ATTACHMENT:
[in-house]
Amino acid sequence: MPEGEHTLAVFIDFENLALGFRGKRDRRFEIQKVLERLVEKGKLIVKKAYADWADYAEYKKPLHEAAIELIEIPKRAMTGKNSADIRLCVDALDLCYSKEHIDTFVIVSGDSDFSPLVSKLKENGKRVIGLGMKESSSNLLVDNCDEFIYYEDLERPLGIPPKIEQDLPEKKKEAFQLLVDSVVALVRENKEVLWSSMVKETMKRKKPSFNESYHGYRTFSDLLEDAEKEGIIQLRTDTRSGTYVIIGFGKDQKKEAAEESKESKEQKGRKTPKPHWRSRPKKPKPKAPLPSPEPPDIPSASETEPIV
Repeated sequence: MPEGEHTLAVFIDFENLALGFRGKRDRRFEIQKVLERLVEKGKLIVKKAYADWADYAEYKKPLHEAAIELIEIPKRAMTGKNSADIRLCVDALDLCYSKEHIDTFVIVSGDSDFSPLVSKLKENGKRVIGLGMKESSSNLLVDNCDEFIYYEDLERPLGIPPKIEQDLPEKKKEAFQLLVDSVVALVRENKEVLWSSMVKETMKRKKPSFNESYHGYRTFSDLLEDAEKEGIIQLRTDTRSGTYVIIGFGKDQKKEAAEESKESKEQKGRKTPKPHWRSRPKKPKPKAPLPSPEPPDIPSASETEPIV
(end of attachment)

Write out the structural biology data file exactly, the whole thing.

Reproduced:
[in-house]
Amino acid sequence: MPEGEHTLAVFIDFENLALGFRGKRDRRFEIQKVLERLVEKGKLIVKKAYADWADYAEYKKPLHEAAIELIEIPKRAMTGKNSADIRLCVDALDLCYSKEHIDTFVIVSGDSDFSPLVSKLKENGKRVIGLGMKESSSNLLVDNCDEFIYYEDLERPLGIPPKIEQDLPEKKKEAFQLLVDSVVALVRENKEVLWSSMVKETMKRKKPSFNESYHGYRTFSDLLEDAEKEGIIQLRTDTRSGTYVIIGFGKDQKKEAAEESKESKEQKGRKTPKPHWRSRPKKPKPKAPLPSPEPPDIPSASETEPIV
Repeated sequence: MPEGEHTLAVFIDFENLALGFRGKRDRRFEIQKVLERLVEKGKLIVKKAYADWADYAEYKKPLHEAAIELIEIPKRAMTGKNSADIRLCVDALDLCYSKEHIDTFVIVSGDSDFSPLVSKLKENGKRVIGLGMKESSSNLLVDNCDEFIYYEDLERPLGIPPKIEQDLPEKKKEAFQLLVDSVVALVRENKEVLWSSMVKETMKRKKPSFNESYHGYRTFSDLLEDAEKEGIIQLRTDTRSGTYVIIGFGKDQKKEAAEESKESKEQKGRKTPKPHWRSRPKKPKPKAPLPSPEPPDIPSASETEPIV